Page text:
Dr. Nelik (aka "Dr. Pump") is president of Pumping Machinery, LLC, an Atlanta-based firm specializing in pump consulting, training, equipment troubleshooting and pump repairs. Dr. Nelik has 30 years experience in pumps and pumping equipment. He has published more than 50 documents.
A good question. In this issue, we will discuss a quantifiable measurement method, linking the effectiveness of surveys to operation and maintenance costs. The effectiveness of surveys greatly depends on what is being measured, how well it is documented and whether there is follow-up on specific actions and recommendations. Here is a brief overview of the types and frequency of surveys.
Installation surveys could be helpful for a plant. Typically, an 80/20 rule applies, e.g. 20 percent of pump bad actors cause 80 percent of problems. More specifically, from a pump population at a given plant, 80 percent usually work fine, and 15 percent work somewhat less well, but operators and maintenance personnel have learned to live with the problems. The remaining 5 percent cause the most headaches. The problem is that these pumps are not always well documented, due to labor turnover, lack of systematic follow-ups and updates, lost records, etc.
An annual survey is a good way to tie up loose ends and update records of a plant pump population. It is similar to the annual parts inventory count, which purchasing and inventory control people perform at manufacturing plants. It is typically a one week program (depending on plant size; large plants could take longer) to survey the machinery, fill out forms, document operating conditions and the criticality of each installation, list the number of failures or stoppages, and produce a survey report.
Some plants (usually larger ones) conduct more comprehensive surveys, with a goal of identifying, documenting and gathering data for loading in a Computerized Maintenance Management system (CMMS). This type of survey is extremely involved since a database has to be created for all of the plant's pumps. At one site with 1,200 pumps, a six person team surveyed all the pumps in one year. Most of the pumps had no tags, and the vendors had to be contacted to identify types. The pumps had to be disassembled to measure impeller diameters, etc. There are companies with existing databases that do this type of gathering and data management, and it is significantly more costly.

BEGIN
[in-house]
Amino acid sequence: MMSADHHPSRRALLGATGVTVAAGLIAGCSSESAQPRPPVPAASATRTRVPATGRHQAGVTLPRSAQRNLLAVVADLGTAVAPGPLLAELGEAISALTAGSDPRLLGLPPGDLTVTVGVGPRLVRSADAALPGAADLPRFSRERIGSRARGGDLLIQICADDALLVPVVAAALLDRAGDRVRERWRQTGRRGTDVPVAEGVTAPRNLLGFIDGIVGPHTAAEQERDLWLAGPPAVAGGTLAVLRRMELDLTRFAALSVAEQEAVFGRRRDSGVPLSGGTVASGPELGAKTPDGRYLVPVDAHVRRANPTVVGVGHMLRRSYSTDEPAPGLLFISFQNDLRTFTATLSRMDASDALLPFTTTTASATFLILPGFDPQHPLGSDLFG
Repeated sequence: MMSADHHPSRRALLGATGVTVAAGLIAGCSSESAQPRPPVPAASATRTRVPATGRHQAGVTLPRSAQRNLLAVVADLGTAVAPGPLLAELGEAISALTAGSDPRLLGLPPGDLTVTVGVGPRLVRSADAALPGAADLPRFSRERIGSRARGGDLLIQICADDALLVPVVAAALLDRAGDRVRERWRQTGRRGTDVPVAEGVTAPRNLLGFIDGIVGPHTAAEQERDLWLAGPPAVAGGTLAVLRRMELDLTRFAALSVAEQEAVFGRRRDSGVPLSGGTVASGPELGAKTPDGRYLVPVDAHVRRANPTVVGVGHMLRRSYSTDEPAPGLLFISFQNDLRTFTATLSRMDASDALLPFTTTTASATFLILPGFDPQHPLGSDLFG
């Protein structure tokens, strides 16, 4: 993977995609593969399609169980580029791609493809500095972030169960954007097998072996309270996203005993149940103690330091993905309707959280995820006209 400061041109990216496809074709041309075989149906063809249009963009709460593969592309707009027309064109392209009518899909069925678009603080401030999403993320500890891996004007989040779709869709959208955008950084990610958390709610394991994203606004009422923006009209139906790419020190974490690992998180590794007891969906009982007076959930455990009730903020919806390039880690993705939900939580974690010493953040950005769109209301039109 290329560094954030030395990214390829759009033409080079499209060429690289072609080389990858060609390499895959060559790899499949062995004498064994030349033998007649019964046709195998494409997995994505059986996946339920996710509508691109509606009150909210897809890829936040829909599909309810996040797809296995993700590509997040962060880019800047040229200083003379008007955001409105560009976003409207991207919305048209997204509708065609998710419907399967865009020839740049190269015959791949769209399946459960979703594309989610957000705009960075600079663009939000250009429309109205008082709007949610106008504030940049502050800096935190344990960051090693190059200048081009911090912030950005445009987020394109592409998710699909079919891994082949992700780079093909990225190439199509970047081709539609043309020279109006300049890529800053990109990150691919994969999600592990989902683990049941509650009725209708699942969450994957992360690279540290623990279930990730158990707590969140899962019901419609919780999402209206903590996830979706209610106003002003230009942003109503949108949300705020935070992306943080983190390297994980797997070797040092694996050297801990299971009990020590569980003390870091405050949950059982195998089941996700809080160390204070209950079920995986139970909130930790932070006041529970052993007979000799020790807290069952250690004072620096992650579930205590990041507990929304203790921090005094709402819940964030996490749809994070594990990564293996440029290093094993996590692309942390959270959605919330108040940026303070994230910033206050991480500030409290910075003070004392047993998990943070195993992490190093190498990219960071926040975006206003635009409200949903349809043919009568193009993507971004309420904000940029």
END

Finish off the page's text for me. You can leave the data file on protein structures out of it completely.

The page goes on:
An annual survey should be followed by a monthly survey and weekly and daily records. If an annual survey is done thoroughly and properly, the monthly surveys should not be too lengthy, perhaps taking one day. The weekly records could be a one hour exercise to note any abnormalities. The daily log is part of the ongoing operating procedure that operators and maintenance departments go through routinely.
A plant can have the surveys performed by their own personnel, such as a reliability team, or subcontract the services of a consulting agency. Each approach has benefits. An internal team, if established and active, may be more intimately familiar with plant issues and have quick access to other departments, if needed. However, it may not have sufficient time and resources to stay focused on the program, due to manpower limitations, emergencies, interruptions and turnovers.
A consulting agency can take time to familiarize itself with the plant specifics, but can maintain consistency, plan follow-ups and provide an independent and unbiased evaluation of the plant equipment operation and alternatives.
Whether you work at a large corporation or a small privately held company, we would like to hear about the experiences, successes and issues you might have encountered when dealing with this subject.